The Parenting Trap – Is Information The Enemy?

A couple of weeks ago I found myself being shouted at by another parent.

Someone semi well known, a parent to several children. This person has their fingers in a few pies, some might be called parenting advice adjacent, but to my knowledge they lack formal qualifications.

They delivered their passionate message via Facebook couched as a public service to ALL parents. I am wary of all unsolicited parenting advice. My aversion to it stems from my first pregnancy and early first-time motherhood.

Back then I eagerly soaked up all the information, like a stray kitten lapping up a saucer of milk. The need to have a vaginal birth. How essential breastfeeding would be for my baby.

I made myself sick on information.

In fact, had I stubbornly clung to it, that information could have killed both my baby and I. (A baby in the posterior position, postnatal psychosis brought on (in part) by sleep deprivation, a lot of medication to treat the postnatal psychosis that passed into breastmilk).

But back to the Facebook tirade I found difficult to look away from.

The message was completely overshadowed by the breathless anxiety in its delivery. I’ve never been a proponent of parenting out of the fear of what could happen based on general information. The topic of this particular rant is almost irrelevant because it could have been about anything. It happened to be about Tick Toc. More specifically a call to ban it from our children’s devices.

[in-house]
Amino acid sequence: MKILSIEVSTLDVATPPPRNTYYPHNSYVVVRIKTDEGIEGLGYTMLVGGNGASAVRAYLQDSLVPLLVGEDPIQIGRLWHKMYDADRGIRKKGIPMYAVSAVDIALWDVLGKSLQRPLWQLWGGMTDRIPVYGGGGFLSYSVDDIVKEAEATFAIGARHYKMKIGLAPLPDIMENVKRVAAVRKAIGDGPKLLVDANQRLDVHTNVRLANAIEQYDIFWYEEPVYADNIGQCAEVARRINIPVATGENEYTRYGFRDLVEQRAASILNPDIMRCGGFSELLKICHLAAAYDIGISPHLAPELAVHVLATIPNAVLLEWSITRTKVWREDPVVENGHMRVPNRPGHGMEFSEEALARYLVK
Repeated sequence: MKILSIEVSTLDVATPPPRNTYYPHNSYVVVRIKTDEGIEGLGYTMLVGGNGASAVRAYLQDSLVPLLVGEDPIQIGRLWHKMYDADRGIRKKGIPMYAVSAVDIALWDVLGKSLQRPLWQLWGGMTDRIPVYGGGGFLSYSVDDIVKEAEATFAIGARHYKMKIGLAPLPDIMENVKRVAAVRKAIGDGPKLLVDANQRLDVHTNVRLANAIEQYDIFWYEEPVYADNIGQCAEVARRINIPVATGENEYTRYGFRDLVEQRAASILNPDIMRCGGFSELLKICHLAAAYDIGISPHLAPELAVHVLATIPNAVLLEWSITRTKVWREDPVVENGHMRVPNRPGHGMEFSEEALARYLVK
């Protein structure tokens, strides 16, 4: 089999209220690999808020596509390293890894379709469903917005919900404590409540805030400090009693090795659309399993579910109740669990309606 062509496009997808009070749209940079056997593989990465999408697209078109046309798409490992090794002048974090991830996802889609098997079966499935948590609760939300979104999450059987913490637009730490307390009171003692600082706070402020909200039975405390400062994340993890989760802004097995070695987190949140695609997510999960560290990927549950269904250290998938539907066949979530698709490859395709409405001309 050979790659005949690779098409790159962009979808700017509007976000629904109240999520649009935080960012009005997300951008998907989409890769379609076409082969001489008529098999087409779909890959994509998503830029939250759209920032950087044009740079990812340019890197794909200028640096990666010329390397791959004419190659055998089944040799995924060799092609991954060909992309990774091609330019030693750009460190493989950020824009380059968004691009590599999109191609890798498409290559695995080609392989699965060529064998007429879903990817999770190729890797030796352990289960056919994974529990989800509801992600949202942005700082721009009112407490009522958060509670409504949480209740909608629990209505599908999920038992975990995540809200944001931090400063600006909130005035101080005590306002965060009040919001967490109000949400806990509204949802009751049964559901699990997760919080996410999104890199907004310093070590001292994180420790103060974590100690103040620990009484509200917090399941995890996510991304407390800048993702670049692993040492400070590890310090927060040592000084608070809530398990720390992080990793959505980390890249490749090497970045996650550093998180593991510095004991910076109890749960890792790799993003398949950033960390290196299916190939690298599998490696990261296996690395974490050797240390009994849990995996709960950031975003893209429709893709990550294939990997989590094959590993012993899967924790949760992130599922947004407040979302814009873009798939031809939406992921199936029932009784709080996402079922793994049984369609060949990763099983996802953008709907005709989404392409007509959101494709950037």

Personally, I would not give my primary school student access to any social media. But that doesn’t mean you shouldn’t.

Personally, I believe banning Tick Toc from high school students’ phones rather than letting them have it and teaching them about the dangers, is a bit like banning sex instead of providing good quality sex education. But that doesn’t mean you shouldn’t.

Reflexively banning anything because you’ve come across some frightening information about it will just make it more appealing to many teenagers. Like the kid who has never been allowed sugar… But stop I am straying from the point I am trying to make, which come to think of it can still be made with the kid who has never been allowed sugar.

Take two kids with the same parent and apply the No Sugar rule.

It might work perfectly for one kid who is pretty compliant, naturally eats a wide variety of foods, and happens to love taking vegetable muffins for lunches. They grow into an adult who carries their childhood eating habits into adulthood and live happily ever after.

The other kid might be more rebellious. They might gorge on sugar at every birthday party they go to and resent their parents’ strict (though well intentioned) food rules. They trade their vegetable muffins for chocolate bars at school lunches. They feel guilt and shame associated with eating sugar and grow into adulthood with disordered eating that takes years of intensive therapy to manage.